13 Oct 2020
by  - 
Riverside County will remain in the red, “Substantial” COVID-19 tier for at least one more week—even though the county’s numbers are getting worse. Why? The county asked the state for another week to make improvements—and the state, via an “adjudication process,” gave the county the requested break. “The aim with the adjudication process is to make the case to the state that we can maintain our current status and still control COVID-19 in our communities,” said Dr. Cameron Kaiser, Riverside County’s public health officer, via a news release. “Whether or not we stay red or return to purple, we have to get people tested to find cases, and continue to use facial coverings, social distance and avoid gatherings. If we return to purple, we want…
09 Oct 2020
by  - 
It’s common practice for media organizations to prepare coverage of certain events before said events have actually happened. Take obituaries, for example. The Associated Press, The New York Times and other large media organizations have files upon files of pre-written obituaries for prominent people. (Reporters once worked on them on what used to be called “slow news days,” a concept that the year 2020 has completely and totally obliterated.) This way, when a death does occur, all editors need to do is pull out the pre-written obit, add in a date and a cause of death, and perhaps update a few details before quickly publishing. This practice is sometimes called “preparedness.” Sometimes, this preparedness can cause weirdness. The New York Times, for example, has a…
07 Oct 2020
by  - 
There is SO MUCH NEWS—and we’re not even including anything about the vice-presidential debate or the president’s recent Tweetstorm. So let’s get right to it: • As sort-of portended in this space last week, Riverside County’s COVID-19 numbers are heading in a bad direction—and as a result, the county could slide back into the most-restrictive “widespread” (purple) tier as soon as next Tuesday. While the state calculates our positivity rate as 5 percent, which is good enough to keep us in the red, “substantial” tier, our adjusted cases-per-100,000 number is now 7.6—more than the 7.0 limit. The county also did not meet the just-introduced equity metric, which “ensure(s) that the test positivity rates in its most disadvantaged neighborhoods … do not significantly lag behind its…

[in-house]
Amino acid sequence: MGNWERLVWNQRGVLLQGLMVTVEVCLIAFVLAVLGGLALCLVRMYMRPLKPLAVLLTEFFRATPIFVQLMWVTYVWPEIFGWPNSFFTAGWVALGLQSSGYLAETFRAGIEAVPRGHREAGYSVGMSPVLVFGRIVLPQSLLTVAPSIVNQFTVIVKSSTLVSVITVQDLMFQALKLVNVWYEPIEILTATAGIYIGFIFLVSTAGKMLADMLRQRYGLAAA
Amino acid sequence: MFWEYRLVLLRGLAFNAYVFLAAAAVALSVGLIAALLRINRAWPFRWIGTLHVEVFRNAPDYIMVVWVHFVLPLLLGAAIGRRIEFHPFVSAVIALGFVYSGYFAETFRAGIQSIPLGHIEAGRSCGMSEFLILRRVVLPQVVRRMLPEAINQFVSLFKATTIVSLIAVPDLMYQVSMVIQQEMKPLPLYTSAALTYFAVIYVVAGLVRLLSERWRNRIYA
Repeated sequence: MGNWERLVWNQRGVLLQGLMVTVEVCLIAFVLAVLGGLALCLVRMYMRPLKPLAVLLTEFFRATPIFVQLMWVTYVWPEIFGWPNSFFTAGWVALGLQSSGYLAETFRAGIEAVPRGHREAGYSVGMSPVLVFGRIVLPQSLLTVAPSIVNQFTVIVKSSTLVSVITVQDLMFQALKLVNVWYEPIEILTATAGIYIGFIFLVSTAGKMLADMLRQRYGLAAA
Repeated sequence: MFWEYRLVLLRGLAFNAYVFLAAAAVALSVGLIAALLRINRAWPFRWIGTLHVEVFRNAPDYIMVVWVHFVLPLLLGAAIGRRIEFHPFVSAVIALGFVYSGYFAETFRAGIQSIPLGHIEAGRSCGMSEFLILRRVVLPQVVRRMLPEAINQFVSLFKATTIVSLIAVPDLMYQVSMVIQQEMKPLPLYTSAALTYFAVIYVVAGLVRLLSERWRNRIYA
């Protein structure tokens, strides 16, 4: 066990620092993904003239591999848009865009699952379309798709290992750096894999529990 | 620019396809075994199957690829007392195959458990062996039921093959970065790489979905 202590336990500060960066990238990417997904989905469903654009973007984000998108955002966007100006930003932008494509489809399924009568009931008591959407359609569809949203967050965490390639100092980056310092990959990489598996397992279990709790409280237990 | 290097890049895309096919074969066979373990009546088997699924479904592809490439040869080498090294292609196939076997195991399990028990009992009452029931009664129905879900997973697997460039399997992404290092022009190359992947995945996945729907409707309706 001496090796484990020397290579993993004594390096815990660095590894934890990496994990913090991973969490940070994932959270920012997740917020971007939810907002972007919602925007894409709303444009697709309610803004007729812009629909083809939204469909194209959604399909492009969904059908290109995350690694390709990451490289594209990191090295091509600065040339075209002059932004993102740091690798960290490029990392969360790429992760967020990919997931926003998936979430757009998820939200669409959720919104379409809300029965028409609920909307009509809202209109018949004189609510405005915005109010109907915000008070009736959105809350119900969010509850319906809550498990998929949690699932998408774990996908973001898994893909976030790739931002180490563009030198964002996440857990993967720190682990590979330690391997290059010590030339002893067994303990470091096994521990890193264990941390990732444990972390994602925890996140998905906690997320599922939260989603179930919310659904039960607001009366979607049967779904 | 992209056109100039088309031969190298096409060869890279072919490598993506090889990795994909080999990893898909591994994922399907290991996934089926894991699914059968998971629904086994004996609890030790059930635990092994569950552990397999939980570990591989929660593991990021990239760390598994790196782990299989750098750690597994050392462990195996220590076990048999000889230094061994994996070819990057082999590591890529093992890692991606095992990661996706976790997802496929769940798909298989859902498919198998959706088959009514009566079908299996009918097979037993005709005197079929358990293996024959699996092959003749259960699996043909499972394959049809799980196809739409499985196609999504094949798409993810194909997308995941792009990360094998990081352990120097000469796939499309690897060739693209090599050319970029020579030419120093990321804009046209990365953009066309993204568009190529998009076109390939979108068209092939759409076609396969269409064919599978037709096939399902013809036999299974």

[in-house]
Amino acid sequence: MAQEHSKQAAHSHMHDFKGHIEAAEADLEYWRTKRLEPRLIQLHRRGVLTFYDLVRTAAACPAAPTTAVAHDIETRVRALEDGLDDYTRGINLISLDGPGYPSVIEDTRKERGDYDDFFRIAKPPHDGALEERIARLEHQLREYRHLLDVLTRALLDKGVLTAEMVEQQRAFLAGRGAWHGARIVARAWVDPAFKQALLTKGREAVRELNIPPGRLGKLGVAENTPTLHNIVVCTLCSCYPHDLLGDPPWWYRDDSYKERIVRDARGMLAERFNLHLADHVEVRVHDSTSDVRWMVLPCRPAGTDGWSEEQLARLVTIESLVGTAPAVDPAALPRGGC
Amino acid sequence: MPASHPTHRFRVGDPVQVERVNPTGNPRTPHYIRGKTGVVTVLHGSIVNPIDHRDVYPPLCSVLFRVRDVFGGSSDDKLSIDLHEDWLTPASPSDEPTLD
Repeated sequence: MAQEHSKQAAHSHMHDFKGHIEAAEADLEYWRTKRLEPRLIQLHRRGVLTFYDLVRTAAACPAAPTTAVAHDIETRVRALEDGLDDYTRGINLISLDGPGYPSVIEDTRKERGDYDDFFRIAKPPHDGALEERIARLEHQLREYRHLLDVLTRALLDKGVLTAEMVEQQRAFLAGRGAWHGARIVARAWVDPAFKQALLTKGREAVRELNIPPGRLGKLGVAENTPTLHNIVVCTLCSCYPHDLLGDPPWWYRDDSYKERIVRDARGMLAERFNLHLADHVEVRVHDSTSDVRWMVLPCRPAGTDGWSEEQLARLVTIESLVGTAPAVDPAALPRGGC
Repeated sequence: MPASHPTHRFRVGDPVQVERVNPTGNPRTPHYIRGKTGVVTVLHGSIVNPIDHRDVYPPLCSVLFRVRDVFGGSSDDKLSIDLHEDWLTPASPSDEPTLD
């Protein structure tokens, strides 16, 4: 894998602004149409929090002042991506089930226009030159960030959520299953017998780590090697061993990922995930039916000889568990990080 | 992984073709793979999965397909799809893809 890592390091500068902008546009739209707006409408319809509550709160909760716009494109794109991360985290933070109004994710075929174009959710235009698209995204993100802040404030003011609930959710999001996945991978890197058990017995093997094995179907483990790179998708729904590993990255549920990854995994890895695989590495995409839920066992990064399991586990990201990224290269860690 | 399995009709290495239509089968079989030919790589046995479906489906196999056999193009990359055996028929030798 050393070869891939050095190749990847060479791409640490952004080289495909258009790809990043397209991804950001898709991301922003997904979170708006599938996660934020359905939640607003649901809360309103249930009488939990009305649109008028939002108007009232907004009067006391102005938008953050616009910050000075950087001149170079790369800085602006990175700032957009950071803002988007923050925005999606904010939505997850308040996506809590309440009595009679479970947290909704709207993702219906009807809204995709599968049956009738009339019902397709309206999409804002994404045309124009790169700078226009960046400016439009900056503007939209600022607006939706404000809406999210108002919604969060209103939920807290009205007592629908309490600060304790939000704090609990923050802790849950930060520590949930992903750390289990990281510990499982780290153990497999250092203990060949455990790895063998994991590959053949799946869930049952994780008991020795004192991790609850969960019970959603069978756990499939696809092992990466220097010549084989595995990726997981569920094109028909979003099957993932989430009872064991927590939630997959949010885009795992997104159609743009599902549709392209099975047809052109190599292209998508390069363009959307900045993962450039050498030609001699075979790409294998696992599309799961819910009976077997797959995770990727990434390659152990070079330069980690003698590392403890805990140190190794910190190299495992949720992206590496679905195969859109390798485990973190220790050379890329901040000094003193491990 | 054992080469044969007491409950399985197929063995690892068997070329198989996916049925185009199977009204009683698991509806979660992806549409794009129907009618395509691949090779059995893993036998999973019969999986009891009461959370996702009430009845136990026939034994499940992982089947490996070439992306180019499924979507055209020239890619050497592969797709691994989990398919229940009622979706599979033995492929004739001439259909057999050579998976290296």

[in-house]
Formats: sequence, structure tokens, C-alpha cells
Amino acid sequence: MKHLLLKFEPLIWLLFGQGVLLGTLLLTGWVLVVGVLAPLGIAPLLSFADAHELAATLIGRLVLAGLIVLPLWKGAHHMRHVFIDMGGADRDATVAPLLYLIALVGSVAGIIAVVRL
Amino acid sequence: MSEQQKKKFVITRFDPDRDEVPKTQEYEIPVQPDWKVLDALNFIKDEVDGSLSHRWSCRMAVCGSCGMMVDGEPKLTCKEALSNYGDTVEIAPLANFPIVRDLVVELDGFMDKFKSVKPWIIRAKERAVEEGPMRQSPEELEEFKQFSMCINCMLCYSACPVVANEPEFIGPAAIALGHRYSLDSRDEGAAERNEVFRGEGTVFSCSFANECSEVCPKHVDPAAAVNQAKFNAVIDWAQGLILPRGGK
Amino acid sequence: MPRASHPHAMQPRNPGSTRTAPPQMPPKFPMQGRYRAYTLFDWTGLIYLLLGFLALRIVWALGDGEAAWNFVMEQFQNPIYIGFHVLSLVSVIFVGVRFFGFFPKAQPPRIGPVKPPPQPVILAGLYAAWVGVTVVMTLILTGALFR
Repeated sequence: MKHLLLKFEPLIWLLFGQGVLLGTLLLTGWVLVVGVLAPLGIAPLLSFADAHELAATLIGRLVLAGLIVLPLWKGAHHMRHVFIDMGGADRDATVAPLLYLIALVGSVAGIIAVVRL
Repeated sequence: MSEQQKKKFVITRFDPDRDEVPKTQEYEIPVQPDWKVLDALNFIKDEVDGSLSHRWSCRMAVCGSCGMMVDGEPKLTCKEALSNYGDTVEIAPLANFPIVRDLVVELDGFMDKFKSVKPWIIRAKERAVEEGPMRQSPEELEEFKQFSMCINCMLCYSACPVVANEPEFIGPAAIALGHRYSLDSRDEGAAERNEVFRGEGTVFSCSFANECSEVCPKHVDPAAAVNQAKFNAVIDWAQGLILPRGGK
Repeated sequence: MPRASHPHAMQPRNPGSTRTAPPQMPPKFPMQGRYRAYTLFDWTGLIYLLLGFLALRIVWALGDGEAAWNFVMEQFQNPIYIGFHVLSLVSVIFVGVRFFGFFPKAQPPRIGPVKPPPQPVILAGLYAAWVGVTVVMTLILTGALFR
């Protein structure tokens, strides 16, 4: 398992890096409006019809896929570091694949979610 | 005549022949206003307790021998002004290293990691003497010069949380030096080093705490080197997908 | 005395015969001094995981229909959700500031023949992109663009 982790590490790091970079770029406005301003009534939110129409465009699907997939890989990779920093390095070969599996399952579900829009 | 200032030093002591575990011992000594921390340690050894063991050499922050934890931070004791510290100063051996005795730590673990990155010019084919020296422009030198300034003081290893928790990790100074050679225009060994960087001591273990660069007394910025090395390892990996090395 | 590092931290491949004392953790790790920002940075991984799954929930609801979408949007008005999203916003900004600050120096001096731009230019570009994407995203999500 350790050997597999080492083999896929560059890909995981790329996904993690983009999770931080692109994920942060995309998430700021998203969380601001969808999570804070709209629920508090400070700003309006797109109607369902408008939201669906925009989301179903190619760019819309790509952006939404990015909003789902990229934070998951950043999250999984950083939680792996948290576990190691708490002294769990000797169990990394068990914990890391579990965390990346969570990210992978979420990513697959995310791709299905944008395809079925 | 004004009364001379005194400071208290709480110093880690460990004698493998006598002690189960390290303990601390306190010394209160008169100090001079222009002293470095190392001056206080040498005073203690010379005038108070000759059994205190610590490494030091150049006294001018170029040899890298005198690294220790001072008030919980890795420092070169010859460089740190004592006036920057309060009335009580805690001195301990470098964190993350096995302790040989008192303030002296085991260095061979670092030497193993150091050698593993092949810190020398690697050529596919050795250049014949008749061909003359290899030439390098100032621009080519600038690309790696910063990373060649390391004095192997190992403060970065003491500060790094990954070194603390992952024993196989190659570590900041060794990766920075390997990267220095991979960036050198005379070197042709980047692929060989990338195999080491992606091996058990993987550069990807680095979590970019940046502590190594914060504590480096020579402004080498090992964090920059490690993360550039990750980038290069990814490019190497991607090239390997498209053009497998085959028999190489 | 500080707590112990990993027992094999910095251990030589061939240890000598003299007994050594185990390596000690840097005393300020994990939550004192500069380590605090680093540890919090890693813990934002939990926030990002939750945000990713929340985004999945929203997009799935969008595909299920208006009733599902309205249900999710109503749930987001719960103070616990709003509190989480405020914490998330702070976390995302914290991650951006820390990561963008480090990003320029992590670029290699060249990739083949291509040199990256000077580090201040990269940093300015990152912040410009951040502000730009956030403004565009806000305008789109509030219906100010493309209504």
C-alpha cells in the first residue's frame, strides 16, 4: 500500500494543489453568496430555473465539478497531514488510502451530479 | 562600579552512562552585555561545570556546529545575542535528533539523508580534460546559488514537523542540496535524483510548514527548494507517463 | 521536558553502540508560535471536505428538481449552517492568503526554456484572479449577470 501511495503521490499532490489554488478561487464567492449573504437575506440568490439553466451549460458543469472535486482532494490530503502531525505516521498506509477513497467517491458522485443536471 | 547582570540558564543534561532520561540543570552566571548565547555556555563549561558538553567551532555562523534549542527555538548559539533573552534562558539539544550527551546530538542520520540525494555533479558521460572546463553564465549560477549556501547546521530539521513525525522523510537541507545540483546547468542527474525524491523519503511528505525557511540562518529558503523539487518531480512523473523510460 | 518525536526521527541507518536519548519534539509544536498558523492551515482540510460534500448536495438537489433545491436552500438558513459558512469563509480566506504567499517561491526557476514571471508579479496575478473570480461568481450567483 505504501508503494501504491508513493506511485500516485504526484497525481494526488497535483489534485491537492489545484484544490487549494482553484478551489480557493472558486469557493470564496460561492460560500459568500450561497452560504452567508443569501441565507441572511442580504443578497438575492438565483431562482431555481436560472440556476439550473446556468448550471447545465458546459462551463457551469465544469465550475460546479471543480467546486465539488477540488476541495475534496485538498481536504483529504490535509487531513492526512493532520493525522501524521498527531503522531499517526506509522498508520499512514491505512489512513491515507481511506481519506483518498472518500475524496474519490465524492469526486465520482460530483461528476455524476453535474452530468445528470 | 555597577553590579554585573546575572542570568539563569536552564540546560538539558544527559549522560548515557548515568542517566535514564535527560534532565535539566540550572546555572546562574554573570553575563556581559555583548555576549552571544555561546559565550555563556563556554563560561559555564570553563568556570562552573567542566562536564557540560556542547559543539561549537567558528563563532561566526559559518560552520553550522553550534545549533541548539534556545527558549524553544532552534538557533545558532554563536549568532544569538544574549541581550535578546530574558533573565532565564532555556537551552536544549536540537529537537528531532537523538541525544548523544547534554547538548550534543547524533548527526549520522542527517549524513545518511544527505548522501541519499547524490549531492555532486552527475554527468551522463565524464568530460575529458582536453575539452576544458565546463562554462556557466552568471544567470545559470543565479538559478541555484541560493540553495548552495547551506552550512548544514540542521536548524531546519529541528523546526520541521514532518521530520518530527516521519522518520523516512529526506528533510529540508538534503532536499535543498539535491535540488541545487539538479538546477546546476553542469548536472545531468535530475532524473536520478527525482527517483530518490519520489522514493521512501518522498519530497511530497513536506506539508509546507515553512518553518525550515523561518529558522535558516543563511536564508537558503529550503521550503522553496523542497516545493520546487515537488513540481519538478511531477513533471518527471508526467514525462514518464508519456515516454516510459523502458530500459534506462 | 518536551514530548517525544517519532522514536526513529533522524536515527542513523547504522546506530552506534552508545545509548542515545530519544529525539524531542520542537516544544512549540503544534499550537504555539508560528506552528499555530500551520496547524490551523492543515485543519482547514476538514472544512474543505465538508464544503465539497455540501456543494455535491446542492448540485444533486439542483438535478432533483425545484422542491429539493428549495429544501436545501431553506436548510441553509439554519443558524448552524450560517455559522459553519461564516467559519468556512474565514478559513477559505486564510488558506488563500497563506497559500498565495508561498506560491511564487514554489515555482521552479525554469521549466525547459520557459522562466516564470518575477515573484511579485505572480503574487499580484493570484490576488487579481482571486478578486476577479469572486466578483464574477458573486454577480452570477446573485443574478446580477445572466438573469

05 Oct 2020
by  - 
This morning, shortly after I woke up, I stared at the ceiling for a few moments before sighing and silently saying to myself: Dear lord, what could THIS week possibly have in store for all of us?! Trump’s COVID-19 case! The county’s tier status! A possible vote by the Board of Supervisors to sort of ignore the state’s tiers! The vice-presidential debate! Strap yourself in for what could be a weird ride. Today’s news: • Here’s the New York Times’ update page on the COVID-19 spread throughout the government. President Donald Trump left Walter Reed Medical Center late this afternoon to return to the White House, and didn’t necessarily look all that good while doing so—hours after he tweeted, in part: “Don’t be afraid of…

Page 1 of 17